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Ochoa v. United States
July 6, 2009
JUAN OCHOA, PETITIONER,
UNITED STATES OF AMERICA, RESPONDENT.
The opinion of the court was delivered by: John A. Houston United States District Judge
ORDER DENYING CERTIFICATE OF APPEALABILITY [28 U.S.C. § 2255]
On June 26, 2009, petitioner, a federal prisoner appearing pro se, filed a notice of appeal of this Court's denial of his petition for writ of habeas corpus, filed pursuant to 28 U.S.C. § 2255, which challenged his conviction and sentence, after he plead guilty plea to one count of an eight count indictment charging petitioner with conspiracy to distribute cocaine, methamphetamine, and marijuana in violation of Title 21, United States Code, Sections 846 and 841(a)(1). Although petitioner did not expressly request a certificate of appealability, this Court sua sponte considers whether a certificate of appealability should be granted. See Fed.R.App.P. 22(b); United States v. Asrar, 116 F.3d 1268, 1270 (9th Cir. 1997)("If no express request is made for a certificate of appealability, the notice of appeal shall be deemed to constitute a request for certificate).
Petitioner, in his motion, presented four claims for relief, contending: (1) that he was afforded ineffective assistance of counsel based on counsel's alleged failure to object to the quantity of drugs; (2) that the court erred in denying petitioner's motion for a downward departure based on petitioner's deportability; (3) that the court erred in denying petitioner's request to sentence him below the guideline range; and (4) that he was afforded ineffective assistance of counsel based on counsel's deception in persuading petitioner to plead guilty. This Court found that petitioner had, by entering into his plea agreement, voluntarily waived his right to appeal or collaterally attack his conviction and sentence and that his first three claims did not fall under any of the recognized limitations to petitioner's waiver. Thus, this Court found that the collateral attack waiver provision in petitioner's plea agreement was enforceable in regards to petitioner's first three claims. As to petitioner's final claim of ineffective assistance of counsel based on counsel's alleged deception, this Court found petitioner's claim fell under the limitation for challenges to the voluntariness of petitioner's waiver but failed because the record reflected no such deception occurred.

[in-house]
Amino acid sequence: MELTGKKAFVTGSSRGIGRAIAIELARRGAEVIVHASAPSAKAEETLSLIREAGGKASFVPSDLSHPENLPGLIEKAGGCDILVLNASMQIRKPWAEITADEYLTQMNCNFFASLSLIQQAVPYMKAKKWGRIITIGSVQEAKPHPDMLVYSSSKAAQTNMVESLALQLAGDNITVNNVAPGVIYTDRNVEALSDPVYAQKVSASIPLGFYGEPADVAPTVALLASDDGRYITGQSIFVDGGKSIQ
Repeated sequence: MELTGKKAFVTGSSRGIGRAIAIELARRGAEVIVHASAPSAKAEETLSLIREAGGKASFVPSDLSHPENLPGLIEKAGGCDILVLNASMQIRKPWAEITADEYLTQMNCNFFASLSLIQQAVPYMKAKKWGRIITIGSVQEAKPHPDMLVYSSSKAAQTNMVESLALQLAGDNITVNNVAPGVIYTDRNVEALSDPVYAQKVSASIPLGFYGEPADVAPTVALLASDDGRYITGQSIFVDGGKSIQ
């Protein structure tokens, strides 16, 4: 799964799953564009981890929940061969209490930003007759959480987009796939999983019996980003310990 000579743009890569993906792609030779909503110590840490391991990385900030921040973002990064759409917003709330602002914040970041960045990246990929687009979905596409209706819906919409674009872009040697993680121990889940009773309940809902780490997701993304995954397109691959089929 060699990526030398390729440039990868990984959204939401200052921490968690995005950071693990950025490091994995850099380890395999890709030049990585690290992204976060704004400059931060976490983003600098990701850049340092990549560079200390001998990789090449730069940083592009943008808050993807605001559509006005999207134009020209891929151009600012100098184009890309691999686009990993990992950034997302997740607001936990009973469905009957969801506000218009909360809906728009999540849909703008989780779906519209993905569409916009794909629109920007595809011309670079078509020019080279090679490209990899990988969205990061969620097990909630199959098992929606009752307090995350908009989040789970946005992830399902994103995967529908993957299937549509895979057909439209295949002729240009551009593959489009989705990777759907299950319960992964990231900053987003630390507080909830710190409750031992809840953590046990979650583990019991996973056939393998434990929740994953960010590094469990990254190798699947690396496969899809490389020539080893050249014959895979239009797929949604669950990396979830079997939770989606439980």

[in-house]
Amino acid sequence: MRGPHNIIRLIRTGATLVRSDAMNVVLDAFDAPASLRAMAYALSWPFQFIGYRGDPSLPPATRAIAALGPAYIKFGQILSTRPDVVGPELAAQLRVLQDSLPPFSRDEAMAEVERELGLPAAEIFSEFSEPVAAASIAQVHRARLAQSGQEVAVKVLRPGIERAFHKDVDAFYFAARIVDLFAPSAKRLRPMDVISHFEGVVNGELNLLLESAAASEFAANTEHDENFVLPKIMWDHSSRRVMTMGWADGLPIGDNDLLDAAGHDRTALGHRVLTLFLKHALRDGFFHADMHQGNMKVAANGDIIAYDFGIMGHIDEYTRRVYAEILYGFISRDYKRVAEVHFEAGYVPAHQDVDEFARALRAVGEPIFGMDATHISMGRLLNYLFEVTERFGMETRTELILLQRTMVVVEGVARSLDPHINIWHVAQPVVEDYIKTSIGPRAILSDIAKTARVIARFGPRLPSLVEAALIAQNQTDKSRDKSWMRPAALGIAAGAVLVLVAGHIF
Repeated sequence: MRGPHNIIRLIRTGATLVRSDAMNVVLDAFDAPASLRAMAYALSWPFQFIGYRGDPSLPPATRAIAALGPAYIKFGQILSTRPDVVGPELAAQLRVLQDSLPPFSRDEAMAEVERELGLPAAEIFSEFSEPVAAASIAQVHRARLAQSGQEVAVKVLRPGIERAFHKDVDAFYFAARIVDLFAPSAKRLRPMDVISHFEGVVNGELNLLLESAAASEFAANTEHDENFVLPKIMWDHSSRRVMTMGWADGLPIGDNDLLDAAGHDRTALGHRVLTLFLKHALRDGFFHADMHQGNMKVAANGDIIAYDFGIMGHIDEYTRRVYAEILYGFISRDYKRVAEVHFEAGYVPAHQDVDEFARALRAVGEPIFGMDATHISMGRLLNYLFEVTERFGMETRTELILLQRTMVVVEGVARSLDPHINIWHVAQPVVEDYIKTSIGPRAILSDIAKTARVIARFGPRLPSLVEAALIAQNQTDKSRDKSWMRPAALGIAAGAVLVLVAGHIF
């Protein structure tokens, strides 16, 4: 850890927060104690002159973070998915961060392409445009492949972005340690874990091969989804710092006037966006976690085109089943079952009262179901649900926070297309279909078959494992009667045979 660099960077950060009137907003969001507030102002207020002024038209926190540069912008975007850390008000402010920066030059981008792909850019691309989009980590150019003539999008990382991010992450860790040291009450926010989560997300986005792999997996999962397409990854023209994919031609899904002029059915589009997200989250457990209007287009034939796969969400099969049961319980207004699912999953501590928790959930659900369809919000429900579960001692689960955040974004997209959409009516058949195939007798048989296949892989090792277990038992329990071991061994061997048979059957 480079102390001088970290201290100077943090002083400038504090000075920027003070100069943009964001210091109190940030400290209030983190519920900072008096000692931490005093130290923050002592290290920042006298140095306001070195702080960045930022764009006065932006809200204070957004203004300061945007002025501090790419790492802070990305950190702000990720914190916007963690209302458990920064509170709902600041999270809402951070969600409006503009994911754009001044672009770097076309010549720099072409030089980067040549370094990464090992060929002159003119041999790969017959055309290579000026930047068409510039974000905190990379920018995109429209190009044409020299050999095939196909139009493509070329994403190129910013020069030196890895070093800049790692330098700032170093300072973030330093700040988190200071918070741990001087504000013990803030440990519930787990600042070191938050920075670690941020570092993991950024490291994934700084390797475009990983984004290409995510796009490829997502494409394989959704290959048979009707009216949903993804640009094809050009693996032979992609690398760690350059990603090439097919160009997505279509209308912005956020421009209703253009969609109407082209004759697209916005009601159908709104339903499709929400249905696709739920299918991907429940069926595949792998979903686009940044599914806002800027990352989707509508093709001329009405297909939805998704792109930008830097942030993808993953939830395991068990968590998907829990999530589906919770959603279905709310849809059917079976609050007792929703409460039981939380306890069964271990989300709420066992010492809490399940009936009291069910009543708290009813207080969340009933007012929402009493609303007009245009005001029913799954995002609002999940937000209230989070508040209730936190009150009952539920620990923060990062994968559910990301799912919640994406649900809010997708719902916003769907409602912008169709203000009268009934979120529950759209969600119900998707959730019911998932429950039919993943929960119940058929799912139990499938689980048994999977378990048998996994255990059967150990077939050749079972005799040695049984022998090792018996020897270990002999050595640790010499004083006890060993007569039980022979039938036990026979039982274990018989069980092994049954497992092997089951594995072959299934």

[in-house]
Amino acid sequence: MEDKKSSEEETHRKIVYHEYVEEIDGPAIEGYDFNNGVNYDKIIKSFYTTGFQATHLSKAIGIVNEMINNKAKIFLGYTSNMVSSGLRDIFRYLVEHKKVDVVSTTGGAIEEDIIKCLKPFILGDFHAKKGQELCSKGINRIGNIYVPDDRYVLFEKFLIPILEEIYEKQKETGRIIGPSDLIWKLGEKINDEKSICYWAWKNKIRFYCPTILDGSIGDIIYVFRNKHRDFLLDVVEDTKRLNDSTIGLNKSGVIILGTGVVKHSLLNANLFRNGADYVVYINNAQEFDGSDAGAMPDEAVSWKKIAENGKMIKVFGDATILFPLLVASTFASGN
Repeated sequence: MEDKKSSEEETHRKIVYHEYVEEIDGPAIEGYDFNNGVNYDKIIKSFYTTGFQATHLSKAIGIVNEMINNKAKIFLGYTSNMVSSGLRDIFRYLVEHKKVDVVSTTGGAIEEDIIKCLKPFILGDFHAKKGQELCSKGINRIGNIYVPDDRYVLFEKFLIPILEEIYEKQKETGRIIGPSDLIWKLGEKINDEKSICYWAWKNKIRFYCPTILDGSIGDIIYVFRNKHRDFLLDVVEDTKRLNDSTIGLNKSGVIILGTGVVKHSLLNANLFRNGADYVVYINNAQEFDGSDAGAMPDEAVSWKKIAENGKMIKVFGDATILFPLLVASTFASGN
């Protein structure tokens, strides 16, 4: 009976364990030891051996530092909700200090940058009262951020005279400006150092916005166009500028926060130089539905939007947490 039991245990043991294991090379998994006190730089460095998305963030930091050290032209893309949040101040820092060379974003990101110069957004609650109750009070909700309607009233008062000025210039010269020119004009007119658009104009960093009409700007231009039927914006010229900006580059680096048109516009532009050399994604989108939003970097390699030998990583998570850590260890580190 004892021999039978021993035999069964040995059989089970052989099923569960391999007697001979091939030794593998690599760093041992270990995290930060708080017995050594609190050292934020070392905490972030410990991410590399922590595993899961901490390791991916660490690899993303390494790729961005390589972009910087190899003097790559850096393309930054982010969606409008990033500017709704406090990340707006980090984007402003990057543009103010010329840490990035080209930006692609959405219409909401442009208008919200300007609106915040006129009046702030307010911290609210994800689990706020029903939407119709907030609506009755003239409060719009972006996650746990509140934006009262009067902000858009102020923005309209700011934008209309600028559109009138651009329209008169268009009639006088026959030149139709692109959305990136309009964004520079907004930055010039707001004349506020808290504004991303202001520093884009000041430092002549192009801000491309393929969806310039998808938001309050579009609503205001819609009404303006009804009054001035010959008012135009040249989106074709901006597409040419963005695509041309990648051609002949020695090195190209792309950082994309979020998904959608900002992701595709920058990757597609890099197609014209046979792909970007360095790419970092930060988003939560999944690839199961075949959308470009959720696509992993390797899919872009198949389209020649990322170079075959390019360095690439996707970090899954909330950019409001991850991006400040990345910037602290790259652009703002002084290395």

This Court's findings regarding petitioner's claims for relief are not, in this Court's view, findings that could be considered debatable among jurists of reason nor could any other court reasonably resolve the issues in a different manner. See Lambright 220 F.3d at 1024-25. Therefore, petitioner is not entitled to a certificate of appealability. Accordingly, this Court DENIES a certificate of appealability as to the claims presented in the instant petition.
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